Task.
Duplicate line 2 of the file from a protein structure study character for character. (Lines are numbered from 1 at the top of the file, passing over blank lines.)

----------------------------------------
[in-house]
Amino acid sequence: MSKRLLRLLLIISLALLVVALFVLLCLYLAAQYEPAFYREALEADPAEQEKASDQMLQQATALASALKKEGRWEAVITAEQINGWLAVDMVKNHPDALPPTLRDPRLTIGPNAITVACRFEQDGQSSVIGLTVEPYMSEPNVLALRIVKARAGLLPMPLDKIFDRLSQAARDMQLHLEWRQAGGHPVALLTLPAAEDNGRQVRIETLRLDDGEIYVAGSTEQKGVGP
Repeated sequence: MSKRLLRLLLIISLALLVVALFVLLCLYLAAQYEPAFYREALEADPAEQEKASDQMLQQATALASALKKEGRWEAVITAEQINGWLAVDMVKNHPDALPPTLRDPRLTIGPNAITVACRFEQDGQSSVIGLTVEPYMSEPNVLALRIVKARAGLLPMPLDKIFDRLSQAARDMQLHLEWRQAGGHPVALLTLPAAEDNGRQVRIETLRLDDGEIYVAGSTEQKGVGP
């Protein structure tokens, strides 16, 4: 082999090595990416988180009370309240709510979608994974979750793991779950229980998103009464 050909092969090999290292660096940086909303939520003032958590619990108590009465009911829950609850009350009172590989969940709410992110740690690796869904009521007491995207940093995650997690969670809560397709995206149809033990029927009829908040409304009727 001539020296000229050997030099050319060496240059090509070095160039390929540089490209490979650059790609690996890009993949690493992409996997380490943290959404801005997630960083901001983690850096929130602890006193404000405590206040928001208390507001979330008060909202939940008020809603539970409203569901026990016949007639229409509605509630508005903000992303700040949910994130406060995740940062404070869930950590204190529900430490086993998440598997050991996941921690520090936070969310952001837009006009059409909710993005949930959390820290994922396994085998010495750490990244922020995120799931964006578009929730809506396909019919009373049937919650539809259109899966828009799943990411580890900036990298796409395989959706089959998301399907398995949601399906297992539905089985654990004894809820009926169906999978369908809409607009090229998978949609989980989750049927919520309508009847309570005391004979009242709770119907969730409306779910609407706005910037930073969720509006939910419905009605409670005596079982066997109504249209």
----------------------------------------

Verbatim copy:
Amino acid sequence: MSKRLLRLLLIISLALLVVALFVLLCLYLAAQYEPAFYREALEADPAEQEKASDQMLQQATALASALKKEGRWEAVITAEQINGWLAVDMVKNHPDALPPTLRDPRLTIGPNAITVACRFEQDGQSSVIGLTVEPYMSEPNVLALRIVKARAGLLPMPLDKIFDRLSQAARDMQLHLEWRQAGGHPVALLTLPAAEDNGRQVRIETLRLDDGEIYVAGSTEQKGVGP